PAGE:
Wednesday, April 12, 2017
Holy week stories--Zion Pres
Somewhere in Nebraska. Somewhere south of here. Somewhere in the eastern part of the state--that's about it. I don't remember where exactly, not that it's the kind of attraction that would bring in the tourists.
That's where I found it, standing there just off the road, on gravel, across from a cemetery, all the ingredients of a dead church once upon a time named Zion Pres. Not all of such ruins are Presbyterian out here. Many are Lutheran, some on the reservation are Episcopal; they come in all flavors, although size is fairly standard on the edge of the Plains.
They conjure a time when there were more people on the land, when every two or four miles a school with a bell stood out in a corner of cropland, a place with an outhouse and kids--maybe twenty--because far more families were around back then, far more kids in those old families. You needed kids to farm, to make it on the land.
Finally, even all those kids weren't enough. Nor was 160 acres. Nor were the horses. And so, for more than a century already, Zion Presbyterian and churches like it withered away, not because of some dalliance with modernity or women preachers or death-like conservatism. Churches died because their people left the neighborhood. They died because the kids left, and what's an institution to do when it has no kids, no future? They died because people did, a couple hundred just across the road.
Birds flew in, and weeds grew through the cracks in the sidewalk. For a while, vandals did what vandals do. The people who own the place got told by an insurance man that the only way to protect themselves from lawsuit would be to make sure nobody got in the place anymore. "I don't care what you do really, but you've got to protect your interests--put some 2 by 12s up over the front door, you know? Do something," that friendly insurance man must have said.
You can cry for the church, but as long as you're at it, let a few tears fall for the whole neighborhood too--and the school, already long gone, I'm sure. It's life and death on the Plains.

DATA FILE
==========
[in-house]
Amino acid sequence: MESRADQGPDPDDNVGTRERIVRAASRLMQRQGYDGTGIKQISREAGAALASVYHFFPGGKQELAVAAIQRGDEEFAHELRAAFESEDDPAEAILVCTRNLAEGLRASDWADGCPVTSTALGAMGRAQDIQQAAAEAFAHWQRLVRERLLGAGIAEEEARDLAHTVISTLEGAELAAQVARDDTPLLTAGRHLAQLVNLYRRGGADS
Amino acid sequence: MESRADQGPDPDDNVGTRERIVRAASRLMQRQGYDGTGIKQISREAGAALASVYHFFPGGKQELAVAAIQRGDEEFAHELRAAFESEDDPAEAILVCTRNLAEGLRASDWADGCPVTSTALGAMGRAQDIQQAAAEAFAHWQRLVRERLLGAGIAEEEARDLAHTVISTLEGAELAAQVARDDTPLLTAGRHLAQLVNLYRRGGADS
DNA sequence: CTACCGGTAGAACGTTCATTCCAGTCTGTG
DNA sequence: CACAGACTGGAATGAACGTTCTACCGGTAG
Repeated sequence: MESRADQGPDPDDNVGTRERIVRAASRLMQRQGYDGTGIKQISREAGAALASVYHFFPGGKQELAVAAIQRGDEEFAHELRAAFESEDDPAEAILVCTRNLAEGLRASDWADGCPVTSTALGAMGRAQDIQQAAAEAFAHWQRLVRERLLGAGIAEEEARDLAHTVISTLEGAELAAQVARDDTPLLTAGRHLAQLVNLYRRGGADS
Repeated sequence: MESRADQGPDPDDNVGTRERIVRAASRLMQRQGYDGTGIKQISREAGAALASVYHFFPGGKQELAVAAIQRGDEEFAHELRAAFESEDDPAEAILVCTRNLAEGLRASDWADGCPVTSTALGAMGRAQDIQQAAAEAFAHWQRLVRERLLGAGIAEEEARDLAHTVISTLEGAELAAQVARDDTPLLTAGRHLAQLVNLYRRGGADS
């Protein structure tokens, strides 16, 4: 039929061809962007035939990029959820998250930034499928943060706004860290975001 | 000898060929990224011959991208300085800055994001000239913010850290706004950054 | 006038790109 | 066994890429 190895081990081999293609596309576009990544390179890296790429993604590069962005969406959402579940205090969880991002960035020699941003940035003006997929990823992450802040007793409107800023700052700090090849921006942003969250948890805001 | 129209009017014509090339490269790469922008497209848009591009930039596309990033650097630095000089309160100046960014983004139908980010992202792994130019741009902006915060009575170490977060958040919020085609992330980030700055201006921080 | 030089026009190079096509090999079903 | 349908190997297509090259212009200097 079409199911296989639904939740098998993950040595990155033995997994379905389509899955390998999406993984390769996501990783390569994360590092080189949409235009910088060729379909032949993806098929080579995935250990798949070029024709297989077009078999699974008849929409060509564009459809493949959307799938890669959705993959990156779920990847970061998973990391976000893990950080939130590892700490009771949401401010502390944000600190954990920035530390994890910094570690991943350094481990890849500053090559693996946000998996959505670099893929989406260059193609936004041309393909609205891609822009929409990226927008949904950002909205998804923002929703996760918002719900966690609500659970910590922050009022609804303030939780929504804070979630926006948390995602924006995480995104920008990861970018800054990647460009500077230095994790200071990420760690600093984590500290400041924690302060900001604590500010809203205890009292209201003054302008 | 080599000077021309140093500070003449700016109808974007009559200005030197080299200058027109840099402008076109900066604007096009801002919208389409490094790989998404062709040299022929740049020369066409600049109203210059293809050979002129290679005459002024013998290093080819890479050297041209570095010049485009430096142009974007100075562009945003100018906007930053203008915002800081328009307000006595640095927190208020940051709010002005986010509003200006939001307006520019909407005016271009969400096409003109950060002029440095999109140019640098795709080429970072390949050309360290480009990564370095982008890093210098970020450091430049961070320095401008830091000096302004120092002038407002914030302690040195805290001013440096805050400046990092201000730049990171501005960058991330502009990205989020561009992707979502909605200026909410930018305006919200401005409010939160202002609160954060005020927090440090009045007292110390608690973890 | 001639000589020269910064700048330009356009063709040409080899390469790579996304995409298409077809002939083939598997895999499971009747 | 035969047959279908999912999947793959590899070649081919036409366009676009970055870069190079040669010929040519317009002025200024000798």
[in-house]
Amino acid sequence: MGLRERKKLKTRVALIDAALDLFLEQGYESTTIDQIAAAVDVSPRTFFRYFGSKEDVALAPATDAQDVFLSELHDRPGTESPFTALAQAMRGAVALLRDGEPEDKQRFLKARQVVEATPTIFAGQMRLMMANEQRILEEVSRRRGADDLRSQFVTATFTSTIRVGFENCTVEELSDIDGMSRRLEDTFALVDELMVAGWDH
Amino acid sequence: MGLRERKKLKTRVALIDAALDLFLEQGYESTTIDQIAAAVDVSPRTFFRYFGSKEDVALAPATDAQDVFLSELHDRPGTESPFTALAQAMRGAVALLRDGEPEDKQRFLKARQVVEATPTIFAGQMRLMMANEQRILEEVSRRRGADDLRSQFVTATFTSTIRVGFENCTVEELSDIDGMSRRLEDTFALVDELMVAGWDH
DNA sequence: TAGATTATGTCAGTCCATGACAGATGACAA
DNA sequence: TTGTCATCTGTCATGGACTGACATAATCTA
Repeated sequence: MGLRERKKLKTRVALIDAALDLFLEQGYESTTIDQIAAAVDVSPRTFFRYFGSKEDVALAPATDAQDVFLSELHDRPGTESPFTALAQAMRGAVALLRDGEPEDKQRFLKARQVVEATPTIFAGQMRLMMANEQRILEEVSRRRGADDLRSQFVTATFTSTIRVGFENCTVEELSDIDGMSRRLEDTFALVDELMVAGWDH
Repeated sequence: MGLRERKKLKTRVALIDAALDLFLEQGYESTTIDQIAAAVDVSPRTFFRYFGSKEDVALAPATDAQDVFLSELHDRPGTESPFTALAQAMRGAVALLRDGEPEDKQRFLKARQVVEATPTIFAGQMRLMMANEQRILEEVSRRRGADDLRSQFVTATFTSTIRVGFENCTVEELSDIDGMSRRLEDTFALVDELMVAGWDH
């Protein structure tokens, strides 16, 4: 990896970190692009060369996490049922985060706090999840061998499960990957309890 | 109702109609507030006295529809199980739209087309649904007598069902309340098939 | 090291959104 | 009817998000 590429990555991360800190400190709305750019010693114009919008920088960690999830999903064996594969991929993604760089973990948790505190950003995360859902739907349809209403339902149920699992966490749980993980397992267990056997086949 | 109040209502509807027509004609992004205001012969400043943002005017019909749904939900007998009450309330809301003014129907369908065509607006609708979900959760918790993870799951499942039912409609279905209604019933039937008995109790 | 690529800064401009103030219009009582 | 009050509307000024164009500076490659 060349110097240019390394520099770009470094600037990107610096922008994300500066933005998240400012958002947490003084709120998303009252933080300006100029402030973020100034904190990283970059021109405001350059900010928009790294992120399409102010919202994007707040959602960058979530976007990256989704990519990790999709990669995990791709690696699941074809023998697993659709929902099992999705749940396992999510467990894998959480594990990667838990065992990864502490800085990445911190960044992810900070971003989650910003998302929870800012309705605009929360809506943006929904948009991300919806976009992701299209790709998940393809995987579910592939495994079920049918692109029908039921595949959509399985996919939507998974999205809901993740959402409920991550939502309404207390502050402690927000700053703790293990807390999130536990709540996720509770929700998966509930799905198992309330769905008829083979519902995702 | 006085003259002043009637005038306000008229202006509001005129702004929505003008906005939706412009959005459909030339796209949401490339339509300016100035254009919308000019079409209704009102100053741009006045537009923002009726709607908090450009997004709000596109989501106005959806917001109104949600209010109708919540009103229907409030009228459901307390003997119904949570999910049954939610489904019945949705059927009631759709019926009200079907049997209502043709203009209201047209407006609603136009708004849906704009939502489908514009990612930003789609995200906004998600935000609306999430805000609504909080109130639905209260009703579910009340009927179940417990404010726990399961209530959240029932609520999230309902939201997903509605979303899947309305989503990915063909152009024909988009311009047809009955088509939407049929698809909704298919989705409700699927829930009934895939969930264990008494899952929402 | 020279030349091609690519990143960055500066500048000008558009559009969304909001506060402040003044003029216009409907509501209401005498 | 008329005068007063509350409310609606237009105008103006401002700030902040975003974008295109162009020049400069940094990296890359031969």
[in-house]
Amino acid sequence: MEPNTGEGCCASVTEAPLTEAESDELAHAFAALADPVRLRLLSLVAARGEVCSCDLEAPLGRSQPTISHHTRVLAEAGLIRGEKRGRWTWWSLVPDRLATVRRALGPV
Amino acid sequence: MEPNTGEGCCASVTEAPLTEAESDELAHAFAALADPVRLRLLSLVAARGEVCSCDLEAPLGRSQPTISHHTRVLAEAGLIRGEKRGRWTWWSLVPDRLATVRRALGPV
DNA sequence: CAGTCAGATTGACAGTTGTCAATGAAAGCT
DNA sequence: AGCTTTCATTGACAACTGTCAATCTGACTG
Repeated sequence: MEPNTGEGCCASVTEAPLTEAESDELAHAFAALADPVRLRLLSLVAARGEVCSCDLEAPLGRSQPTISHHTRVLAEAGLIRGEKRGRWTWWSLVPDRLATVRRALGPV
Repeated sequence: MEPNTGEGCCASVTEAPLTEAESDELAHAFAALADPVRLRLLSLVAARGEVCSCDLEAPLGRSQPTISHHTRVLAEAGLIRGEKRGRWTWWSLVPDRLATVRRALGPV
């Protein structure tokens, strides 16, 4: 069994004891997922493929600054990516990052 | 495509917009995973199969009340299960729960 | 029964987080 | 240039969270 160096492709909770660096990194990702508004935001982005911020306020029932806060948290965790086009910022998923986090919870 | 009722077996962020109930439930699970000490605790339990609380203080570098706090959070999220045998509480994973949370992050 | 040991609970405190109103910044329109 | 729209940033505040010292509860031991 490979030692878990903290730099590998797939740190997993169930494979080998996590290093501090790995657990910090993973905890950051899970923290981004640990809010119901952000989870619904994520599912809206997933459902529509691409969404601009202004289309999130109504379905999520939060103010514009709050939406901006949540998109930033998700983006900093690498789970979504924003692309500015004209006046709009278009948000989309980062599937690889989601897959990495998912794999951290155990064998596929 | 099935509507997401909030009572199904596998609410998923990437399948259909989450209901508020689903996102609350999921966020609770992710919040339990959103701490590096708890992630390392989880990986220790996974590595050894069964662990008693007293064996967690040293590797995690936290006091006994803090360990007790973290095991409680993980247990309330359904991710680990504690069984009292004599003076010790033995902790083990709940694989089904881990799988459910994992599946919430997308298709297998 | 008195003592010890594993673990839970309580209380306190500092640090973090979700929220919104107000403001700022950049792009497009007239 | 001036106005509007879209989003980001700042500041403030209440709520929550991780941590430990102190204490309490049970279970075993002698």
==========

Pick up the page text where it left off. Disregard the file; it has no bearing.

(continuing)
As it was even before its demise, this old country church is a startling image. For some of us, believers, it's even a little scary. those demanding planks barring the door a symbol of repression, devout Christians who can't not choose to bake a cake for people whose marriage they cannot condone, or "Happy Holidays" taking the place of "Merry Christmas," a battle cry in the Trump crusade.
But at Zion Pres the story is different. No one is afraid. No one is persecuted. The sadness--although it's not profound--is not that Zion Pres did something wrong, but that most all of the residents of the area live across the street beneath granite stones in a graveyard that could use some cleaning up. Truth be known, they're all gone too. No one wants in anymore.
The image is not only sad but foreboding. A locked wreck of a church makes fears grow in the hearts and souls of believers. Look again.
I can't help thinking this week that the barred doors of Zion Pres, way out in the country, suggest what the followers of Jesus felt late Thursday night, and all day Friday and Saturday: It's over. The whole five-loaves-and-two-fishes thing, the "blessed are the peacemakers,'' the flipped temple table, a bunch of suicidal pigs, Lazarus in a winding sheet, dinners with harlots and crooked pols, and that kid thing, too--you remember? "Go on and let them come sit in my lap," he said, "see if you can learn something." And then that wry smile.
It was done. Finished. Over. Time to go back to boats and nets and H and R Block. It was fun for a while, a real kick. Sometimes they thought the whole thing just might upset the whole Roman apple cart, you know?
And then Golgatha.
It's over. The good times are behind us, the people long gone.
It had to be something like that, something like Zion Pres, somewhere out on some lonesome gravel road, dying.
Posted by J. C. Schaap at 6:20 AM